Obesity prevention has emerged as one of public health’s top priorities. Today, nearly 40% of American adults aged 40 to 59 are obese. It is difficult to explain this growth in obesity, as many factors may be contributing to this outcome. However, it is important to understand what may be contributing to higher levels of obesity in the U.S. compared to other developed countries. More importantly, it is essential that strategies to successfully address obesity be identified in the U.S. A recent report from CDC focused on this conundrum.
On September 4, 2014, the CDC released its latest state obesity prevalence report for the U.S. The map is based on the 2013 Behavioral Risk Factor Surveillance System (BRFSS). According to the report, obesity rates remain high across the country. Colorado has the lowest prevalence of obesity, at just under 21 percent, and Mississippi was highest, at nearly 36 percent. Combined data from 2011 through 2013 showed non-Hispanic blacks had the highest prevalence of self-reported obesity, followed by Hispanics and non-Hispanic whites. The highest prevalence of obesity by region is in the South, followed by the Northeast and West.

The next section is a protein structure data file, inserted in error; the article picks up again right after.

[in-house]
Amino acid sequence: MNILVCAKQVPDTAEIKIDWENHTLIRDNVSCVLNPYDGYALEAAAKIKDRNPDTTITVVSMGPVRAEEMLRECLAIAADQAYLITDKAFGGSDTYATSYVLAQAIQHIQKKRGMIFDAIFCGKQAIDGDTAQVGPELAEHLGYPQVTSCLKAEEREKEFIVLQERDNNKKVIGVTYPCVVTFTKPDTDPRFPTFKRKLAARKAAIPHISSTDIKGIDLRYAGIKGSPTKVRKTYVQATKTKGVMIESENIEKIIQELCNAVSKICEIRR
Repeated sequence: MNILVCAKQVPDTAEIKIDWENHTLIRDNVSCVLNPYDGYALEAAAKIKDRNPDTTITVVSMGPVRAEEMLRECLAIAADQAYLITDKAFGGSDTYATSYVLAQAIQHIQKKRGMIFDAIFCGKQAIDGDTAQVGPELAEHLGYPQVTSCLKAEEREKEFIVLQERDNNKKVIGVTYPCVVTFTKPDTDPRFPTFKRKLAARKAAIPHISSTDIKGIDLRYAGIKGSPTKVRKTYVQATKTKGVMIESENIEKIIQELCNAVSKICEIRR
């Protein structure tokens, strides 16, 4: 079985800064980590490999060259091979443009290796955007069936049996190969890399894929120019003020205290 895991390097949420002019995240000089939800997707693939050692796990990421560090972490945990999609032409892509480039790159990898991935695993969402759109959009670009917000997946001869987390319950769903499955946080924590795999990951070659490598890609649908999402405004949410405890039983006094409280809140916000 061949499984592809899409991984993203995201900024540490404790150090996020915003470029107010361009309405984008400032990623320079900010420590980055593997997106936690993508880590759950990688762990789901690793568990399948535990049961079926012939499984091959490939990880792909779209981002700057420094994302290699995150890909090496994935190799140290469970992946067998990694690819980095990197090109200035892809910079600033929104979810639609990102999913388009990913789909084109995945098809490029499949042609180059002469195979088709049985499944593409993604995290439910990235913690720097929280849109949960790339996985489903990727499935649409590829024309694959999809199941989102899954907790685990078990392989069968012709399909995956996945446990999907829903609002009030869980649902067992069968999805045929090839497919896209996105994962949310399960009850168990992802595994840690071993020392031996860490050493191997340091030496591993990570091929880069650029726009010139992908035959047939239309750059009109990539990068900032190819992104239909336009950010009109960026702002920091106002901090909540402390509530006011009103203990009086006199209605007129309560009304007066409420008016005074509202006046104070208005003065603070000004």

According to the report, adult obesity rates remained high overall. Data from the BRFSS, as well as from other data sets, such as the National Health and Nutrition Examination Survey (NHANES), indicate that obesity continues to be a major public health problem. The good news is that public health agencies can use this reliable data on population health status to guide prevention efforts, focusing on those populations showing the highest prevalence in order to help bring about positive change.
For more information on the report, visit www.CDC.gov.
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